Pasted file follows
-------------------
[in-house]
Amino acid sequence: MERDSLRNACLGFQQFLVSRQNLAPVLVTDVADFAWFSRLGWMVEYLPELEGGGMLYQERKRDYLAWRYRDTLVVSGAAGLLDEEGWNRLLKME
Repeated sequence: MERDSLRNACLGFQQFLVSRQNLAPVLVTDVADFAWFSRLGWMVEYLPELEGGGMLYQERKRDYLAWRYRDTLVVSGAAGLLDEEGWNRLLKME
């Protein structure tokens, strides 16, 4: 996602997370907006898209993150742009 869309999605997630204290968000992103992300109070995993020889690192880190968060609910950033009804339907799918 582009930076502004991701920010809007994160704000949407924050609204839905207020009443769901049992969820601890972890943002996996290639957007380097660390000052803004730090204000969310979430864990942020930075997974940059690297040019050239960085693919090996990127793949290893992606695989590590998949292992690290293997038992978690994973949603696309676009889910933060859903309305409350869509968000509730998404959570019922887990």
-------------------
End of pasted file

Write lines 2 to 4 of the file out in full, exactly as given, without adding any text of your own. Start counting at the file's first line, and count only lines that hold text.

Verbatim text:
Amino acid sequence: MERDSLRNACLGFQQFLVSRQNLAPVLVTDVADFAWFSRLGWMVEYLPELEGGGMLYQERKRDYLAWRYRDTLVVSGAAGLLDEEGWNRLLKME
Repeated sequence: MERDSLRNACLGFQQFLVSRQNLAPVLVTDVADFAWFSRLGWMVEYLPELEGGGMLYQERKRDYLAWRYRDTLVVSGAAGLLDEEGWNRLLKME
């Protein structure tokens, strides 16, 4: 996602997370907006898209993150742009 869309999605997630204290968000992103992300109070995993020889690192880190968060609910950033009804339907799918 582009930076502004991701920010809007994160704000949407924050609204839905207020009443769901049992969820601890972890943002996996290639957007380097660390000052803004730090204000969310979430864990942020930075997974940059690297040019050239960085693919090996990127793949290893992606695989590590998949292992690290293997038992978690994973949603696309676009889910933060859903309305409350869509968000509730998404959570019922887990």